Addiction surrounds us. Food addiction. Pornography addiction. Substance abuse. Alcoholism. Workaholics. Compulsive hoarders. Sex addiction. Human beings are primed for addiction. And this month, in an effort to take down stigmas, to collect more stories, to help us feel less alone in our addictions, we are thrusting the spotlight squarely upon addiction.
We want your stories - are you an addict? Have you been an addict? Are you the adult child of addicts?
I was surrounded by addiction my entire childhood.
I remember laying in bed, scared, wondering what time my father or one of my brothers were going to knock at my door, so I could let them in.
The minute I opened the door, they'd fall on top of me. I'd have to help them to their bedroom, heat them up some dinner, and spy on them until they were asleep just to make sure they didn't burn the house down with a cigarette, or try to go back out and party more.
I remember begging them not to go back out, I remember telling them I was tired; I had a big test at school the following day, I needed some rest. They never cared. When they finally fell asleep, I'd have to prepare for the next one to come home high or drunk. This went on my until I turned 19. I met my husband, and I decided to move in with him to get away from it.
I felt horrible leaving my mother alone to deal with them, but she still doesn't fully understand what I went through - the way my brothers and father verbally abused me - because she worked all night and slept most of the day. I'm so grateful for my husband for taking me away from that shithole of a home.
Due to my childhood, I promised myself that I'd never so much as touch drugs - addiction is in my genes. I'd drink every other weekend, but never to the point of blacking out. I never felt I needed to drink on a daily basis.
When I was in labor with my first child, he wouldn't drop down the birth canal, so my OB-GYN told me I'd need a C-section. I was scared to death - it was the first surgery I had. Surgery went great, and my beautiful son was born at 9 pounds, 9 ounces.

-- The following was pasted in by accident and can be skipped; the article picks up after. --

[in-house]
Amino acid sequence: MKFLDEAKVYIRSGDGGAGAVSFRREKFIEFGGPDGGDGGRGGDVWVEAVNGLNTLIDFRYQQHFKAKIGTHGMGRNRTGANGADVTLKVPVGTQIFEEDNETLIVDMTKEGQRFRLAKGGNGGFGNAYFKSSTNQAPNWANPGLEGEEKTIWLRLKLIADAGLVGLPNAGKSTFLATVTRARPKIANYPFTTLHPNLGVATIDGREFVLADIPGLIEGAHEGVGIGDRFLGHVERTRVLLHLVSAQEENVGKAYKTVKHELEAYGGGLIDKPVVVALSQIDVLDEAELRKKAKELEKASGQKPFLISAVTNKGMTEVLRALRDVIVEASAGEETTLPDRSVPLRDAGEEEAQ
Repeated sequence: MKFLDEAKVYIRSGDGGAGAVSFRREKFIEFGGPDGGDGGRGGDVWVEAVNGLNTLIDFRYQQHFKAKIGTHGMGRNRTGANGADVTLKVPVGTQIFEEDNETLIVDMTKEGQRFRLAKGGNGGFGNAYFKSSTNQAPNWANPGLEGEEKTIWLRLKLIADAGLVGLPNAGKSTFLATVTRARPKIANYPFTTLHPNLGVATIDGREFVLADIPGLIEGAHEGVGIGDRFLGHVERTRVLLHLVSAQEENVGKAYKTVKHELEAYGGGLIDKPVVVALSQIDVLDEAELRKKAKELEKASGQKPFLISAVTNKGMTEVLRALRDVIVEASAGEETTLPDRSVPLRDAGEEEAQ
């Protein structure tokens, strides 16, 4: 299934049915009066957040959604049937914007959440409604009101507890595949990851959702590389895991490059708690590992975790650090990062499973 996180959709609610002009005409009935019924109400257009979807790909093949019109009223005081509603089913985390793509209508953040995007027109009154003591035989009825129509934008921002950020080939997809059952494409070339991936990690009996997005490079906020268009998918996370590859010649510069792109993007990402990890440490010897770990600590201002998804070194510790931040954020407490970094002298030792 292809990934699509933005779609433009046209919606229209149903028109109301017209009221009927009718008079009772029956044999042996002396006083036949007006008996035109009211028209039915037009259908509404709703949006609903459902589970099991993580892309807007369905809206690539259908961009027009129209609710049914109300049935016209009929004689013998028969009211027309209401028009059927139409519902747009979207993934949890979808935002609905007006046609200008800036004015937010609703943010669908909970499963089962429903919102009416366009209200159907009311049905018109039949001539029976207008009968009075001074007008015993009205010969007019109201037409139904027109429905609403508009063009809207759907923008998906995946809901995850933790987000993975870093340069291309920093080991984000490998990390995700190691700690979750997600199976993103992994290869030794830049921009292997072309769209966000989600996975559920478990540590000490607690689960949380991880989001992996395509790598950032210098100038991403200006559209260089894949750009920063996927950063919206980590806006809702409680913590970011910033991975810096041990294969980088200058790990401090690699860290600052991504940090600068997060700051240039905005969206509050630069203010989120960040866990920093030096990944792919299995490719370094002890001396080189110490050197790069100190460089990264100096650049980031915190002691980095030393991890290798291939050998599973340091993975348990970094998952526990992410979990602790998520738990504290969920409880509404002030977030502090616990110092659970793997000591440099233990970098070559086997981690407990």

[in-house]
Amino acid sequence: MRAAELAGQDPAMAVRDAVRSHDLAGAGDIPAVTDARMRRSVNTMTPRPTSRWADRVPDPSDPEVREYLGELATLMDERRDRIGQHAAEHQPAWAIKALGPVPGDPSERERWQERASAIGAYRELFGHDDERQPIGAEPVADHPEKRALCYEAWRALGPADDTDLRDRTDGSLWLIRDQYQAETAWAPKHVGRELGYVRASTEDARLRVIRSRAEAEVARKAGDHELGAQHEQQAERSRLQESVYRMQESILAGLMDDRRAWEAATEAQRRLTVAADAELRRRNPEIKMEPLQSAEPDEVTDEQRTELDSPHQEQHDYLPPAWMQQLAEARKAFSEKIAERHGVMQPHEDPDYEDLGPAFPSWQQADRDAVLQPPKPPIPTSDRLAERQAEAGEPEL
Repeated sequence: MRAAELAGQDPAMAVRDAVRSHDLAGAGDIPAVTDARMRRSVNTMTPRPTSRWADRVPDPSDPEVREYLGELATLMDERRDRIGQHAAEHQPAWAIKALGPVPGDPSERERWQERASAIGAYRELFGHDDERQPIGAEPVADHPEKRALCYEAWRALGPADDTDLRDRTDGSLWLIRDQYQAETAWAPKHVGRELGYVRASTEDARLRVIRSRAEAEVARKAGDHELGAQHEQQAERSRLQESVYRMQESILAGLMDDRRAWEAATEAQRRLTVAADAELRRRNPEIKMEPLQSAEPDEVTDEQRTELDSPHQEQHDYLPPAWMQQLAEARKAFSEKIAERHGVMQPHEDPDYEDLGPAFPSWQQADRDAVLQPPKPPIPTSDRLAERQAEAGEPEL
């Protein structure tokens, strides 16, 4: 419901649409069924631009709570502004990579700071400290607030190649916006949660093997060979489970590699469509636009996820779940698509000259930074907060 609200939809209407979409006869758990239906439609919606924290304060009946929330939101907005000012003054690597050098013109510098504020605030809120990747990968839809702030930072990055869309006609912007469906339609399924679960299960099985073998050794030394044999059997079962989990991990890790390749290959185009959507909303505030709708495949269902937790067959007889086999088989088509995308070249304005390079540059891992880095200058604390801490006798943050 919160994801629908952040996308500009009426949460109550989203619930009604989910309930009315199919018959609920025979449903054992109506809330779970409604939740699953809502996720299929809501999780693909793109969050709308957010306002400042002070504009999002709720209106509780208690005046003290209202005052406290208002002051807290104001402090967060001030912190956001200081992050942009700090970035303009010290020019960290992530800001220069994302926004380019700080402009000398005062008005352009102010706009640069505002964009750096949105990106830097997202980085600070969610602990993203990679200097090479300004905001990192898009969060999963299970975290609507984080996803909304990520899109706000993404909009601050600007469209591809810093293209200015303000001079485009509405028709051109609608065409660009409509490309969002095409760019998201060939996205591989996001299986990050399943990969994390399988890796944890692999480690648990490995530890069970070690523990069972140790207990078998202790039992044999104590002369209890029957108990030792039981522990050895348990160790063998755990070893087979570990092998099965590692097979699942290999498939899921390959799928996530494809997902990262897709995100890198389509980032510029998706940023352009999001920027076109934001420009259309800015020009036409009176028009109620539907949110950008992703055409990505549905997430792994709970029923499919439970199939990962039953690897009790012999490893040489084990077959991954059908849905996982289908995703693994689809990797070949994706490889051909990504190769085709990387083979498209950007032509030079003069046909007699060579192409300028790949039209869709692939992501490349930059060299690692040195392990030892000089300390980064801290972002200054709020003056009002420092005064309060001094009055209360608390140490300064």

I didn't know that after surgery, you're given pain medication. Pain medication can become very addicting. I realized after the second day on pain medication, "wow, I feel great! I have energy! This is GREAT!"
I didn't become addicted. When my script ran out, that was it - I didn't ask for a refill or anything. I still didn't know those pills were addictive.
A year later, I had my daughter and another c-section. Most OB-GYN's prefer to deliver pregnancies after a c-section via c-section. I asked for a refill for the pain medication. Twice.
But I was able to stop after those two refills. About a year later, I needed to get a wisdom tooth pulled. Once again, I was prescribed pain medication. After oral surgery, I got addicted and knew I it. I'd take more than one at a time, I would take another before the 4 to 6 hours was up, I'd snort them for a faster - better - high.
This was when I started to plot and plan "pain-related" reasons to see a doctor or dentist. I'm not proud to admit it, but I got four teeth pulled because I wanted pain medication, not because they hurt or were rotten. I sill wonder why my dentist did this with no questions asked.
I wasn't able to buy my drugs from the streets after we moved out of state where I didn't know anyone. I lived in a small town and didn't want to ask the wrong person for pain medication.